Square Books named Bookstore of the Year

Posted on Apr 8 2013 - 3:33pm by Pete Porter

The famed Square Books was named the country’s “Bookstore of the Year” on Monday, April 1 by Publisher’s Weekly in its 20th year of giving the award.

Inside the famed Square Books. (Austin McAfee/The DM)

Owners Richard and Lisa Howorth opened Square Books in 1979 when they put down $10,000 of their own money as well as another $10,000 from a bank loan to open up the store. Little did they know their store would bring them national attention and praise as well as two more stores, Off Square Books and Square Books, Jr.

“It has been a dream of my dad’s to open up his own bookstore since his high school years,” said Beckett Howorth, Richard and Lisa’s son who works in all three stores. “I’m very proud of what my parents have done and accomplished, and it’s only grown year after year.”

Publisher’s Weekly’s selection process for the award started with nominations from publishers’ consultants from all across the country. Square Books was put into a group of the top-5 most-nominated bookstores, which was then voted on by the consultants as well as former winners of the award.

Since its opening, Square Books has become a national landmark for the rich literary heritage in Mississippi, something that the Howorths say has a lot to do with where they are located.

Beckett Howorth said arts and literature as well as the hard work of many people trying to move forward from Mississippi’s past have also been a big part in determining who they are.

“Arts and literature as well as local culture can supersede things like race and class issues,” Howorth said. “Having a cultural identity as a city, as a region, and as a state show outsiders that we’re more than just simple people.”

Howorth cited Richard Wright, a black man who grew up as a poor adolescent in South Mississippi and became a respected writer, as an example of someone who embodies this culture.

“We have culture and art that cross racial boundaries, and the thing about literature is that anyone can be a writer,” Howorth said. “It really does help ease racial tension having a literary identity not just for Mississippi but for any area.”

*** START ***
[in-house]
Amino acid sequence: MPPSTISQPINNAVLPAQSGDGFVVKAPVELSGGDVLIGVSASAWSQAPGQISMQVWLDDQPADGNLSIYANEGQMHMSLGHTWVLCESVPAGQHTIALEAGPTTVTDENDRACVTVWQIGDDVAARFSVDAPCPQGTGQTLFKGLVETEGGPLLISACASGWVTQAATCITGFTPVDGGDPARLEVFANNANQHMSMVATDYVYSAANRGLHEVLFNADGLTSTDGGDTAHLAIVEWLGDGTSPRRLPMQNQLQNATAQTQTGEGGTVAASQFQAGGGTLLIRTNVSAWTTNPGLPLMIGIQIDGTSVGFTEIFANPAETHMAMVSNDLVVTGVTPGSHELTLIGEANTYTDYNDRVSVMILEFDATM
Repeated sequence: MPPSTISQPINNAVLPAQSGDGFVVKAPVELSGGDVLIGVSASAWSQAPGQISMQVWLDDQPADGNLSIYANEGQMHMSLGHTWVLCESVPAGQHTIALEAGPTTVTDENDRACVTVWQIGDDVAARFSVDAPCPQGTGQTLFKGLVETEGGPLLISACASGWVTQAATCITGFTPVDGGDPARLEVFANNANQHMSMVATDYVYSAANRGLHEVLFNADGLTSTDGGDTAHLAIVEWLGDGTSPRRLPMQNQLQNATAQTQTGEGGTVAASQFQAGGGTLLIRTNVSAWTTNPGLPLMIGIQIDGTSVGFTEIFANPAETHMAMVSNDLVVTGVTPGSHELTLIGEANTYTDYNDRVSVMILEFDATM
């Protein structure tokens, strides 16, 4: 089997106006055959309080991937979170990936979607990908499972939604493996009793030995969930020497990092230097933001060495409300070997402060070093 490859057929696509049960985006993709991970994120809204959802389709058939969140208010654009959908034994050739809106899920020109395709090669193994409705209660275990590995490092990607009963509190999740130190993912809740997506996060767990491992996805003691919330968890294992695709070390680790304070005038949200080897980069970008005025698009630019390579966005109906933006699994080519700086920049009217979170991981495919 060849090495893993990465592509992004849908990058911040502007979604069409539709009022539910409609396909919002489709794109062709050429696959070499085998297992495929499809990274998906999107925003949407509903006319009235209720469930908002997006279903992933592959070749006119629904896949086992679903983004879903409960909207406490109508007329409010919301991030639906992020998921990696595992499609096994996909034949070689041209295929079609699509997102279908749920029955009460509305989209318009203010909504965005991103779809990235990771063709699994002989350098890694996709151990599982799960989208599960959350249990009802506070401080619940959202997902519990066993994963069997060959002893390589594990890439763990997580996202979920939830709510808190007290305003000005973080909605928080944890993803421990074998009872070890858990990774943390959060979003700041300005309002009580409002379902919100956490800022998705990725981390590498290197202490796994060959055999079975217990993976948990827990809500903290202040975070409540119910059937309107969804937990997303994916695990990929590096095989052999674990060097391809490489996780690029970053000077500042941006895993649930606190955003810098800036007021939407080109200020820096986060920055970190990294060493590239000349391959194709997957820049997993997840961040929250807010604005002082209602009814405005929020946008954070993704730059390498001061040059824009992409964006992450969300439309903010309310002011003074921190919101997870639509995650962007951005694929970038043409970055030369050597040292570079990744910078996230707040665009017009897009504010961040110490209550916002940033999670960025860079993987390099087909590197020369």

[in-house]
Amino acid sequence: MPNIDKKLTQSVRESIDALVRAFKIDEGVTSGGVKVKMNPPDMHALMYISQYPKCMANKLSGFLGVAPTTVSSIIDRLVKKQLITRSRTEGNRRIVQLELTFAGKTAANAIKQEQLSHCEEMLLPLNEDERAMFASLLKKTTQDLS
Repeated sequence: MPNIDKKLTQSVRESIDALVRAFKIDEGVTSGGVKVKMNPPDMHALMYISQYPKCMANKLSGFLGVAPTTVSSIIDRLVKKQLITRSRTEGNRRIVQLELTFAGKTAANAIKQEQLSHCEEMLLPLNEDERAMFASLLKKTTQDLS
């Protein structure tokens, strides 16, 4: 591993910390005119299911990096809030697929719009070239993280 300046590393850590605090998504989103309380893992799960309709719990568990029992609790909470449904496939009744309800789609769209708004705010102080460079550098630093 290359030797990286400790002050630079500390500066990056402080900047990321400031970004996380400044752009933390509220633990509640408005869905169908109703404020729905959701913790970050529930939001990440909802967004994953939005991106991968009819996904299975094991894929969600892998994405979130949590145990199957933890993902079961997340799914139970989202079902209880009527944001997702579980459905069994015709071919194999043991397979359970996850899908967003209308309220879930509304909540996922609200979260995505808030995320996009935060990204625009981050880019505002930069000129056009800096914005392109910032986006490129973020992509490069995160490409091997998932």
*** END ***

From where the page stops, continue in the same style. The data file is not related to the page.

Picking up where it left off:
Square Books draws many notable authors every year, including highly-regarded author John Grisham who owns a house in Oxford and has family in North Mississippi. Grisham is a personal friend of the Howorth family, and they regard this relationship as having a major impact on where they are today.

“Grisham’s success goes hand in hand with ours,” Howorth said. “John Grisham and Square Books exploded together, which is pretty amazing. He’s a great guy, and he’s our boy. We wouldn’t be where we are if it weren’t for John Grisham.”

Square Books has received substantial praise and support from The University of Mississippi as well as the residents of Oxford. Mayor Pat Patterson, who is a regular patron and fan of the store, agrees with the popular sentiment that the award has been a long time coming.

“I don’t know why it took Publisher’s Weekly so long to come to that conclusion,” Patterson said. “The people of Oxford have known for years that Square Books is the best bookstore in the country.”

Publisher’s Weekly Co-Editorial Director Jim Milliot agreed that many in the literary business thought that Square Books should have been recognized long before now.

“I’m truly surprised it hasn’t happened sooner,” Milliot said. “We all feel this was a very overdue award for Square Books.”

The Howorths will accept the award at BookExpo America at the end of May.